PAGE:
Pat Borthwick


How soon a house is taken from itself
as damp creeps in and black mould
climbs the window frames. This,
my last visit before sale boards go up
and the heavy contents
reach the auctioneer.

My father will be seated now,
not at his long Jacobean oak
but at a round Formica table –
carers serving smooth food. He’ll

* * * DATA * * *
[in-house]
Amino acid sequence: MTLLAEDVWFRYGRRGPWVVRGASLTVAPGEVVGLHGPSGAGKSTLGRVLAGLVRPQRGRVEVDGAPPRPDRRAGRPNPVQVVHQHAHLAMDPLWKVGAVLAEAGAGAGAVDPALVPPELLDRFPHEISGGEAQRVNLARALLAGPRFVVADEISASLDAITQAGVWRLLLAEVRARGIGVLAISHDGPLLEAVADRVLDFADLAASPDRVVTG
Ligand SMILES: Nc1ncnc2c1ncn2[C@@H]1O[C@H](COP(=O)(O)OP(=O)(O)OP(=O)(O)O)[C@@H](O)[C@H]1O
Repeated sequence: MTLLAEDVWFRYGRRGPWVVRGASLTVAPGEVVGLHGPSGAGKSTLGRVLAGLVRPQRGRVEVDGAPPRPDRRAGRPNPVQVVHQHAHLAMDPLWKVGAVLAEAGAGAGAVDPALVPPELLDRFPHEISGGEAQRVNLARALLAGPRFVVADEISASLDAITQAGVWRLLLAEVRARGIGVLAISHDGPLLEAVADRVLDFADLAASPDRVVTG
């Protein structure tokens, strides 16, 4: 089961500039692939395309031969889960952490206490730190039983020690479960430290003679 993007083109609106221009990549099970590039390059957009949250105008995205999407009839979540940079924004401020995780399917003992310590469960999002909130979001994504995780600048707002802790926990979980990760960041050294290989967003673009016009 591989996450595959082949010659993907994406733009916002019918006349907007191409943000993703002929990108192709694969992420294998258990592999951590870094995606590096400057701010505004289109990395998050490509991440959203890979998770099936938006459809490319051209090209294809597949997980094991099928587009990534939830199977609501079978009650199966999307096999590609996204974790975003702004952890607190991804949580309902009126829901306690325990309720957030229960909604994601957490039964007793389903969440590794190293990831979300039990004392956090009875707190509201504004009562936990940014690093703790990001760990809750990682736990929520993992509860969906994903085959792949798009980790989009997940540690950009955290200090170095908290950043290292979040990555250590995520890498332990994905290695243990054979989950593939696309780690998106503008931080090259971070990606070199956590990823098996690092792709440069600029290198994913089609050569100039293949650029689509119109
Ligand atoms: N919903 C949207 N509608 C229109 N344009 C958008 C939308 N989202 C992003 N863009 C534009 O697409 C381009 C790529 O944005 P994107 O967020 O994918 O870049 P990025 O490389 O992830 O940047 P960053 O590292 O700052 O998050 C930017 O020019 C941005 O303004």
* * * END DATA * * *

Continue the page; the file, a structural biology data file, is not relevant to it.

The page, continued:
be tricking their eye for ice-cream
before they’ve read his notes.

The old house is cold, not
the furnace I recall. Someone's
emptied cupboards, unplugged
the rooms. By the sink,
as if still expecting him,
a knife, a fork and spoon.

Outside, the garden is a roar of Spring.
A slow dome, easily unseen,
lumbers through the lawn’s long grass.
No one remembered the tortoise.
I should take him home with me,
coax him to eat. Bathe him in oil.

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